But the case against Sanders consisted of far more than discrediting Brooks. It included testimony by a fellow
prisoner of Sanders and Brooks who overheard a conversation between the two men in which Sanders acknowledged his
guilt. n113 It also included persuasive circumstantial evidence of Sanders's complicity. The proof showed that Sanders
knew the victim had money, that the victim was stabbed, that Sanders had blood on his fingernails when he was arrested
shortly after the crime, that he had cut pieces from, and then hidden, the clothes he had worn on the night of the murder,
that bloodstains were found on those pieces and on his shoes, that he and Brooks were seen in close proximity shortly
before and after the murder, and that Sanders's alibi defense was concocted after the event. n114
CHARLES LOUIS TUCKER. Tucker was executed in 1906, having been convicted of stabbing a young woman to
death during a robbery. Although Bedau and Radelet disparage the evidence against Tucker as "circumstantial only,"
n115 the Massachusetts Supreme Judicial Court opinion and one of the authors' cited sources show that the jury was

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41 Stan. L. Rev. 121, *143

fully warranted in finding him guilty. n116 Proof of guilt included Tucker's bloodstained knife, which he first denied
owning but later admitted having broken into pieces in order to avert police suspicion, and which fit the wounds on the
victim's body and tears in her corset; a slip of paper bearing Tucker's handwriting, found near the body; and a pin
belonging to the victim, found concealed in Tucker's coat pocket. Furthermore, [*144] the unemployed Tucker had a
ten dollar bill shortly after the murderer took a similar bank note from the victim's purse. n117 In his defense, Tucker
relied on an alibi; but he did not testify himself, n118 and his alibi witness was apparently impeached with prior
inconsistent statements. n119
Bedau and Radelet do not explicitly contend that there was insufficient evidence of Tucker's guilt. n120 Their
position apparently is that the circumstantial evidence of guilt is outweighed by the fact that "[m]ore than 100,000
Massachusetts residents signed petitions on behalf of clemency" and that "[a]mong those convinced of [Tucker's]
innocence was the county medical examiner (who lost his job because of his stand) and a clergyman who said a witness
had told him she had perjured herself at the original trial." n121 The clemency petitions were not, however, the product
of legitimate doubts as to Tucker's guilt. They were the result of an irresponsible campaign by partisan journalists
whose reports of the case included only small parts of the state's evidence, falsely leading the public to believe that there
was not sufficient evidence to convict Tucker. n122 Finally, neither Bedau and Radelet, nor the sources they cite,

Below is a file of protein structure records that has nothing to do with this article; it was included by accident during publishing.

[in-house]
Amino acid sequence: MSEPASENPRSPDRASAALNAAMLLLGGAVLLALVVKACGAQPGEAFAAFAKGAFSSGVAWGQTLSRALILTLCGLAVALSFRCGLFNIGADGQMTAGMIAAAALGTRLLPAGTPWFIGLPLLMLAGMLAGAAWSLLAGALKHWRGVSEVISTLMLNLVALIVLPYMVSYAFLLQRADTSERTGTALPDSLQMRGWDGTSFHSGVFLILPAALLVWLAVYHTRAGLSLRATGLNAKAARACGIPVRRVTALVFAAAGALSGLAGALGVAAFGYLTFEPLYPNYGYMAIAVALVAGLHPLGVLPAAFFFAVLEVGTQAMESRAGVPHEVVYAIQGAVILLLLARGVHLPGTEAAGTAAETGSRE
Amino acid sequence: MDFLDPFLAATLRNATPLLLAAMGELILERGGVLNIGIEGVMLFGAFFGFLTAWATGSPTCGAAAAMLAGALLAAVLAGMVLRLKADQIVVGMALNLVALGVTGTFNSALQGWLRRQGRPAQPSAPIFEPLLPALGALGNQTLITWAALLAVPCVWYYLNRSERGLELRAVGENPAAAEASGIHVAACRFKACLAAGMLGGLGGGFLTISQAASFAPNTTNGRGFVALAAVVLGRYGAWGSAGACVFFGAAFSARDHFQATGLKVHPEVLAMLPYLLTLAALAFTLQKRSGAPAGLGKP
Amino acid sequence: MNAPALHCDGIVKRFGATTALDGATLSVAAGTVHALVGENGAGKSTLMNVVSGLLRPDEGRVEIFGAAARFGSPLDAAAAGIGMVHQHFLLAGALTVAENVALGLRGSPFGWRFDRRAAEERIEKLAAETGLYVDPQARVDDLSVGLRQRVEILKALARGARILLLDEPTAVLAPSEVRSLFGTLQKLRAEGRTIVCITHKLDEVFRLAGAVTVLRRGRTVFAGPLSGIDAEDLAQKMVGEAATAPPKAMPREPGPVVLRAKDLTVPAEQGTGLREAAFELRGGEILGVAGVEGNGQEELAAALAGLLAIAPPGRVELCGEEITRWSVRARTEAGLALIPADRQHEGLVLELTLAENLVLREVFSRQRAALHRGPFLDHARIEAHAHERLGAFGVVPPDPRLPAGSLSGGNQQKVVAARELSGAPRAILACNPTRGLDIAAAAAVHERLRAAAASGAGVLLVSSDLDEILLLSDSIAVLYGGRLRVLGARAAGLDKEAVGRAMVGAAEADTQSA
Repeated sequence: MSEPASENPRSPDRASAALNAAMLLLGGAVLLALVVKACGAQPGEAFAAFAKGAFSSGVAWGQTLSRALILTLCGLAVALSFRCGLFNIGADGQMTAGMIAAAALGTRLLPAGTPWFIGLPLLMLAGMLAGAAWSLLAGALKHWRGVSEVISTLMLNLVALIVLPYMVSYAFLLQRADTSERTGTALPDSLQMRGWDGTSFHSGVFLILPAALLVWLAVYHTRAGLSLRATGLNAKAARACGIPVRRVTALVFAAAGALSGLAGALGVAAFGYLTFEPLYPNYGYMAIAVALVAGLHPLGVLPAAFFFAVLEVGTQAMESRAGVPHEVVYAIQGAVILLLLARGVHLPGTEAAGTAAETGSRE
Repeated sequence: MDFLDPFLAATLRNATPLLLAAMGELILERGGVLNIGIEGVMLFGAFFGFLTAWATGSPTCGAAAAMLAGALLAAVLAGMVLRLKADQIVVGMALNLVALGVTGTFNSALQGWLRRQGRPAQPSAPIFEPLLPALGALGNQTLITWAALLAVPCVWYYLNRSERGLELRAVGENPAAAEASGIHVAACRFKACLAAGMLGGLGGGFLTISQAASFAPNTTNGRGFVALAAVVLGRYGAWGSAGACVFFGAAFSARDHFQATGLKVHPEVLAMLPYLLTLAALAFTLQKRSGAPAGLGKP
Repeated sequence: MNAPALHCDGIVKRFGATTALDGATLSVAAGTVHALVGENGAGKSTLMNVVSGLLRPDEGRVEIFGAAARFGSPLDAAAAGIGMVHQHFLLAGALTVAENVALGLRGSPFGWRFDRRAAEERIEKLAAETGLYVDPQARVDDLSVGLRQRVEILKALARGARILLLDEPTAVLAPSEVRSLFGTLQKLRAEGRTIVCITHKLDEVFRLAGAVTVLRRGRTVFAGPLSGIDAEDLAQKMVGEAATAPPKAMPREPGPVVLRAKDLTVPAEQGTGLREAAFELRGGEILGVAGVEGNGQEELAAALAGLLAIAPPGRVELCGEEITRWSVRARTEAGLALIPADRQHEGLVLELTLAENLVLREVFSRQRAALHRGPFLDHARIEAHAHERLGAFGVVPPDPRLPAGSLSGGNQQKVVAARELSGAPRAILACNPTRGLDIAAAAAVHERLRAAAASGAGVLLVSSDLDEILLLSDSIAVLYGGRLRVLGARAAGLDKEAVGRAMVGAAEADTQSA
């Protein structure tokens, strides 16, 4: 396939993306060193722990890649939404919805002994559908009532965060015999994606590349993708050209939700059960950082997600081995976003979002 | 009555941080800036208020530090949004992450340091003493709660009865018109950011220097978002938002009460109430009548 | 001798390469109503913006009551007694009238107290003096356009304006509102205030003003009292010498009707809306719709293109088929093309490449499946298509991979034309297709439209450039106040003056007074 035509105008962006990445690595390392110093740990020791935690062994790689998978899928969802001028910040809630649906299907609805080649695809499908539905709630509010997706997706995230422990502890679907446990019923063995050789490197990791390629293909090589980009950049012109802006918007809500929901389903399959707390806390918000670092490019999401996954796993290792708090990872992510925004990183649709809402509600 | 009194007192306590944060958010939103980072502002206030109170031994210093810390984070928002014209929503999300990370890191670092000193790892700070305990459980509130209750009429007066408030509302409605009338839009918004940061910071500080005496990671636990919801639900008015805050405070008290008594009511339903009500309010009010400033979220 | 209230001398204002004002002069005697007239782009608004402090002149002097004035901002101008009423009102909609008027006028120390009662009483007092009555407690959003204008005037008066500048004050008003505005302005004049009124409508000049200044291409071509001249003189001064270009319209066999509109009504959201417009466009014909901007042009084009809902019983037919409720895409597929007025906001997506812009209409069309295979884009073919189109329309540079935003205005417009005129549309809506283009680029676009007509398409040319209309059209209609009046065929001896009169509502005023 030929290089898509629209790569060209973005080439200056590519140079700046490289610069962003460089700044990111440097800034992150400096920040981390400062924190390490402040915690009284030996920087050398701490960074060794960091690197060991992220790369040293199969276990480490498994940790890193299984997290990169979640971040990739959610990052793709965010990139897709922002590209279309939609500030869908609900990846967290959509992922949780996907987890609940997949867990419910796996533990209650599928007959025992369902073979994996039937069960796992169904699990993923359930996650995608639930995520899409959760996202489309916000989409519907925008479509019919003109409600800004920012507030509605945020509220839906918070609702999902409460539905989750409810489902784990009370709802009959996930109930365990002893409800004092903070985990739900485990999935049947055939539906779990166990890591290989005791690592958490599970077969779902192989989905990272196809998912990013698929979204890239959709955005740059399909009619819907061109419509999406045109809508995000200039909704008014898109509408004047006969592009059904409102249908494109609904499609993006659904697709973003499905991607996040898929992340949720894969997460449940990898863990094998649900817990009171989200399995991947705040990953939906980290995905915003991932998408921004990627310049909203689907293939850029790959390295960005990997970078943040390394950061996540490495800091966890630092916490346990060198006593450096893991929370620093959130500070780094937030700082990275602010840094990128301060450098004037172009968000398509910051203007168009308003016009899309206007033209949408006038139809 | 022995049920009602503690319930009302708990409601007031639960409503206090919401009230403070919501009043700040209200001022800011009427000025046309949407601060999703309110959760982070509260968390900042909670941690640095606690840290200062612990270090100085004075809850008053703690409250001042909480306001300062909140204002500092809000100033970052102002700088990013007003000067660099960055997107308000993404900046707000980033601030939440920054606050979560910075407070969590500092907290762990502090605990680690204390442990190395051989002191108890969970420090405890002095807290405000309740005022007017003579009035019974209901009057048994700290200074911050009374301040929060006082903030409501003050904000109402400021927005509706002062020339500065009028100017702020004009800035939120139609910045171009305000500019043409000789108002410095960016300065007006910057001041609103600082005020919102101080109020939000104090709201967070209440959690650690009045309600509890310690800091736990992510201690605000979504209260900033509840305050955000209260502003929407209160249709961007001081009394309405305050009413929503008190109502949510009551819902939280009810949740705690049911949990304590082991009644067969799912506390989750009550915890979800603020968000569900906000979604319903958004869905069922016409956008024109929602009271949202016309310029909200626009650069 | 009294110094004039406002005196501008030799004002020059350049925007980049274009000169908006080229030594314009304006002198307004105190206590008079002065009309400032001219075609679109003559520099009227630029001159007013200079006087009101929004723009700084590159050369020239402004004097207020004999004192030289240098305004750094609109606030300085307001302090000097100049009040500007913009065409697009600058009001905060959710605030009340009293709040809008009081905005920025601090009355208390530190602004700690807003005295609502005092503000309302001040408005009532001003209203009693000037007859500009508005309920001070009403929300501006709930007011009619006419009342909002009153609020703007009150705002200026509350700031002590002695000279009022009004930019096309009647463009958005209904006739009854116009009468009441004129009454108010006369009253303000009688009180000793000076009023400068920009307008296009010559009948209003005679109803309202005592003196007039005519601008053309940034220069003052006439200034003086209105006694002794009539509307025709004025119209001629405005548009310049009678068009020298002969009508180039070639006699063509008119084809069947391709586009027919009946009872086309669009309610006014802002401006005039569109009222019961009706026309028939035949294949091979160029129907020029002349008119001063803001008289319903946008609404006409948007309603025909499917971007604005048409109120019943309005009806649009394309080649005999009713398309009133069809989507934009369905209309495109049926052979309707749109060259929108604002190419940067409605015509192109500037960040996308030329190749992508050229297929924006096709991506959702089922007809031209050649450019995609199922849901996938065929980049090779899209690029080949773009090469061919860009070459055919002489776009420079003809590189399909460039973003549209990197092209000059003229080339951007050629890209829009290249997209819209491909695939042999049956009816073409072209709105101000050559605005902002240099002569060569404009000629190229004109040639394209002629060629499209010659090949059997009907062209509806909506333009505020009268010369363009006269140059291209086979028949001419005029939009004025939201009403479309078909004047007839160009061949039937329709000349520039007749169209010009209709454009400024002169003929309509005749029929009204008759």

provide sufficient basis for crediting the medical examiner's and the clergyman's views instead of the conclusions of the
jurors who convicted Tucker, the judges who presided at his trial, and the Governor who rejected the clemency petitions
after a personal review of the case. n123
[*145] The foregoing discussion makes three pertinent points regarding Bedau and Radelet's study. First, the
authors have employed an unacceptable standard for determining innocence. It gives no weight at all to the considered
judgment of the juries and judges who decided and reviewed the cases. Second, in the cases we have reviewed, the
authors have consistently presented incomplete and misleading accounts of the evidence. Third, in each of the cases in
which a reasonably complete account of the facts is readily available, the authors' claim that the defendant was later
"found" or "proven" to be innocent is unconvincing. These critical flaws seriously diminish the value of the study to the
debate over the significance of the risk of erroneous execution.
Even if Bedau and Radelet's study could be taken at face value, it would not provide a rational basis for rejecting
capital punishment. The danger of executing the innocent, as well as the uniquely irremediable nature of such a
mistake, has long been recognized by death penalty proponents, n124 as well as by opponents. n125 Opponents
contend that society should eschew the use of the death penalty entirely because of this danger. Therefore, a response to
the study would be incomplete if it did not address the merits of that position.
There are two principal difficulties with the argument that we should not use capital punishment because of the risk
of executing an innocent person. First, it gives excessive weight to the slight risk of erroneous executions. This is
particularly so in light of new procedural protections governing imposition of the death penalty, for Bedau and Radelet
cannot provide even one credible example of an erroneous execution in the past fifteen years. Second, the argument
fails to consider the countervailing benefits of capital punishment. A fair assessment of risk and benefits demonstrates
that society has decided reasonably to make the death penalty available for certain offenses. n126
[*146] A. The Risk of Erroneous Execution
The use of capital punishment entails some risk that an innocent person will be executed. n127 Proponents of the
death penalty have commonly taken the position that this risk is not great. n128 The Bedau-Radelet study confirms this
view. After "sustained and systematic" research, n129 they point to only twenty-three out of more than 7000
executions as erroneous. Their judgments of error are unconvincing with respect to the twelve cases in which sufficient